While at Brooklyn, Professor Mulligan researched as a visiting scholar at the Georgetown Center for the Constitution and taught as a visiting associate professor at Yale Law School. Previously, she taught at the University of Georgia and was a postdoctoral associate and lecturer in law at the Information Society Project at Yale Law School. Her scholarship has been published in a variety of journals and law reviews, including Georgia Law Review, SMU Law Review, and Constitutional Commentary.
Professor Mulligan earned her bachelor’s degree cum laude and her law degree cum laude from Harvard University, where she worked as a production and article editor for the Harvard Journal of Law & Technology. Before entering academia, she served as a law clerk for Judge Charles F. Lettow of the U.S. Court of Federal Claims.
Professor Helfman was a Visiting Scholar of the Center in fall 2017. She graduated from Yale Law School in 2006, where she was the Yale Journal of International Law Young Scholar of the Year and the recipient of the Joseph Parker Prize for Legal History. An undergraduate alumna of Queens College (1999), she was one of the first two recipients of a British Marshall Scholarship from the City University of New York. She went on to pursue advanced degrees in intellectual history and legal theory from Cambridge University and University College London.
Professor Helfman teaches Contracts, Constitutional Law I, Law of the Sea, and International Law. Her primary research interests are public international law and legal history. She is the coauthor with Edgar McManus of the two-volume Liberty and Union: A Constitutional History of the United States (Routledge: 2014). Professor Helfman was previously an Associate at the New York office of Debevoise and Plimpton, LLP, in the International Dispute Resolution and Securities & White Collar Crime Practice Groups.
Melanie M. Marlowe writes on American politics, with a special focus on the presidency and the Constitution. She edited, with Carol McNamara, The Obama Presidency in the Constitutional Order, and contributed chapters on President Obama’s exercise of general constitutional powers and his view of his Commander-in-Chief powers to that volume. In addition to other publications on the Obama presidency specifically, she has published on the executive’s role in the administrative state.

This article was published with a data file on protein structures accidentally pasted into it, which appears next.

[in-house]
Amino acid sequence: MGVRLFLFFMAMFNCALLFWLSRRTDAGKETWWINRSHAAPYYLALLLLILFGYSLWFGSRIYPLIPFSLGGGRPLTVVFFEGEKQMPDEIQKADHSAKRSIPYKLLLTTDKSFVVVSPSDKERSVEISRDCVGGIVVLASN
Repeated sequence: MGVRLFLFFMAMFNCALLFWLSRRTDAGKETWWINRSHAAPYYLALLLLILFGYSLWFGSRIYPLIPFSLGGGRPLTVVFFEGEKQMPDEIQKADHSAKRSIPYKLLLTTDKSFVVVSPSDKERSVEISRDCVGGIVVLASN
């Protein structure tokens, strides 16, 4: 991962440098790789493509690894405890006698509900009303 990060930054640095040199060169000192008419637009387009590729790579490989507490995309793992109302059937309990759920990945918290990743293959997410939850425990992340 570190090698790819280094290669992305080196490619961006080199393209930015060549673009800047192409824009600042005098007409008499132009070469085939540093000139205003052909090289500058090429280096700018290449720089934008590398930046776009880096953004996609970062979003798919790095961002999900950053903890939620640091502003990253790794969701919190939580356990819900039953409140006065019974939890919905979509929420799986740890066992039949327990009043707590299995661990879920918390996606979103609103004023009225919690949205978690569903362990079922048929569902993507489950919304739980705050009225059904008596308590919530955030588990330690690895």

A native of Idaho, she received her B.A. in political science from Utah State University and an M.A. from Claremont Graduate University, where she is completing a dissertation on executive war powers. She is a lecturer at Miami University (Ohio), where she teaches constitutional law, civil liberties law, and seminars or liberty in the American regime. She is a coordinator with the Thomas W. Smith Project on Liberty, Democracy, and Citizenship. She was a Congressional Fellow with the American Political Science Association in 2012-2013, during which time she studied congressional oversight of the executive branch. She was a Jack Miller Center Academic Fellow and a Lehrman American Studies Fellow at Princeton.
Professor Strang teaches at The University of Toledo College of Law, where he joined the faculty in 2008, was granted tenure in 2010, and was named Director of Faculty Research in 2014. In 2015, Professor Strang was named the John W. Stoepler Professor of Law & Values. Previously, he was a visiting Professor at Michigan State University College of Law and an Associate Professor at Ave Maria School of Law. A graduate of the University of Iowa, where he was Articles Editor of the Iowa Law Review and Order of the Coif, Professor Strang also holds an LL.M. degree from Harvard Law School.
Prior to teaching, Professor Strang served as a judicial clerk for Chief Judge Alice M. Batchelder of the U.S. Court of Appeals for the Sixth Circuit. He was also an associate for Jenner & Block LLP in Chicago, where he practiced in general and appellate litigation.
A prolific scholar, Professor Strang has published in the fields of constitutional law and interpretation, property law, and religion and the First Amendment. His most recent article, Originalism and the Aristotelian Tradition: Virtue’s Home in Originalism, was published in the Fordham Law Review.
Profoessor Stinneford (University of Florida Levin College of Law) teaches and writes about criminal law, criminal procedure, and constitutional law, with a particular focus on the original meaning of the Cruel and Unusual Punishments Clause. His work has been published in a variety of scholarly journals, including the Virginia Law Review, the Northwestern University Law Review, the William & Mary Law Review. He has won several national awards for his writing, and has been cited by United States Supreme Court Justice John Paul Stevens (Ret.), state and federal courts, and numerous scholars.
Before joining the Florida faculty in 2009, Professor Stinneford clerked for the Hon. James Moran of the U.S. District Court for the Northern District of Illinois, served as an Assistant U.S. Attorney, and practiced law with Winston & Strawn in Chicago.
Professor Izquierdo served as a Fellow of the Center for two years.
He is currently an Adjunct Constitutional Law Professor at Concord Law School. He researches and writes within constitutional law and contracts, with a particular interest in constitutional foundations and transformations. He received his B.A., summa cum laude, from Rutgers University (New Brunswick), his J.D. from the University of Pennsylvania Law School, and his M.A. and Ph.D. in Political Science from Stanford University. He was the 2012-13 Thomas W. Smith Postdoctoral Research Associate within the Department of Politics at Princeton University. Before pursuing an academic career, he practiced law at Fried, Frank, Harris, Shriver & Jacobson in New York City.